Thursday, 7 July 2016
COUNTRY ROADS TOO
The Border Mail
Thursday July 7, 2016
Road upgrades in bid to curb bike road toll BLAIR THOMSON
June 22, 2016, 3:55 p.m.
HOWLONG motorcycle enthusiast Graeme Male has experienced so many near-misses while on the road over the years, he’s lost count.
During half a century of riding, he’s had people pull out in front of him, drivers change lanes without indicating and vehicles crossing double lines as they travel towards him.
The Albury Wodonga Motorcycle Enthusiasts Club president said his story was not unique.
“We have approximately 160 members in our club – you could talk to any of them and each one of them could tell you about all the close calls they’ve had,” he told The Border Mail.
In one of the most serious incidents, Mr Male missed a speed advisory sign, dropped his bike and slid onto the wrong side of the road and broke several ribs.
He has welcomed upgrades announced for the Omeo Highway on Wednesday designed to improve safety on the road.
The Victorian government announced $632,000 in funding for the highway between the Bogong High Plains Road and Anglers Rest. The route is popular with Border riders.
Cushions which wrap around sign posts to reduce the impact of a crash will be trialled on the highway.
The highway is one of three major roads set for guard rail barriers that prevent riders from cutting themselves, signage and guide posts warning of upcoming dangers.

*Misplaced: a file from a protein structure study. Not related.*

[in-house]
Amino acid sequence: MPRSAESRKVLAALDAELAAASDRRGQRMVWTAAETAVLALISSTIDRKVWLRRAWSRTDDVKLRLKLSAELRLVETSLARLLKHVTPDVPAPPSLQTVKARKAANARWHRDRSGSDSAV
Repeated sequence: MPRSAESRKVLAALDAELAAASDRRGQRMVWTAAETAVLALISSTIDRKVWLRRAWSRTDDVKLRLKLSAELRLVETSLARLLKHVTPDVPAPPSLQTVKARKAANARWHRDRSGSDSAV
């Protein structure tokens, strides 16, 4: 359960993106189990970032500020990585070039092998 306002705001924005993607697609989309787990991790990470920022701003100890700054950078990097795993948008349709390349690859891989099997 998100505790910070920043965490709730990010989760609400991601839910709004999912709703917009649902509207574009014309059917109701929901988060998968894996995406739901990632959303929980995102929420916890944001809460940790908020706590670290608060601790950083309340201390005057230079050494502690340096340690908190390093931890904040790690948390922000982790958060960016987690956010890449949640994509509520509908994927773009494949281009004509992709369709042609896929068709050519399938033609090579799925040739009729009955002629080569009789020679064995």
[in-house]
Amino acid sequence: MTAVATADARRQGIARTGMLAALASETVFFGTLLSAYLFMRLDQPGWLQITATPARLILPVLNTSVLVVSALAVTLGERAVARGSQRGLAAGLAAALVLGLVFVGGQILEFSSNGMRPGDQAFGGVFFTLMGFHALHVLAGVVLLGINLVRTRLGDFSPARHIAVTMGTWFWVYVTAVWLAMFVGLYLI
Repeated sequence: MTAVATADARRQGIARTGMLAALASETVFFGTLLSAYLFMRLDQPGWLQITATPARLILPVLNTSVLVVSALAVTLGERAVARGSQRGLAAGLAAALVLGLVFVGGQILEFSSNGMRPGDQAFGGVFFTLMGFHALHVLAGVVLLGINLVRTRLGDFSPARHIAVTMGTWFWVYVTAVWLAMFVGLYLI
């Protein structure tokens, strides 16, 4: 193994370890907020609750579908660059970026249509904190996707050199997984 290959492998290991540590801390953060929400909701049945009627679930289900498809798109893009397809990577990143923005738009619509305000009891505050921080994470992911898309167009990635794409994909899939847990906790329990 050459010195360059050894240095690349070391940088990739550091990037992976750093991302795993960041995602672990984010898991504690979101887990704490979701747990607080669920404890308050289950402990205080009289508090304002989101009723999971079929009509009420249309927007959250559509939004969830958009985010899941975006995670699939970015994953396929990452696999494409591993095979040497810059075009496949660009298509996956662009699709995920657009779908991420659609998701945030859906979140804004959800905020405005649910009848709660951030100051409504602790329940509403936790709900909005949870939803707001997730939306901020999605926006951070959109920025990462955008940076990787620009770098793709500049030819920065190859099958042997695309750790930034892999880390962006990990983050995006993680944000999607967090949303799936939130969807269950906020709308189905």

Intersecting driveways will also be sealed to prevent gravel spilling onto the roads.
Mr Male said anything that could improve safety was positive.
Sealing the Omeo Highway has lead to more riders travelling on the road and in turn an increase in accidents.
In one of the most recent North East crashes, a 50-year-old Wodonga man died on the highway on June 13.
The man had crossed onto the wrong side of the road at Eskdale and hit a utility.
The rider died at the crash scene.
Police have been advocating for safety upgrades on the highway.
Club vice-president and secretary Paul Hare rides nearly every day and said accidents often came down to two things. “It’s speed and skill,” he said.
“You have to think to yourself that you’re not a good rider.
“If you think you’re a top gun rider, you might start to use a bit of speed when you shouldn’t be.”
Mr Hare said riding in close packs also caused problems.
“I think riders and drivers alike need more general awareness,” he said.
Roads and Road Safety Minister Luke Donnellan said motorbike riders were over-represented in serious and fatal crashes.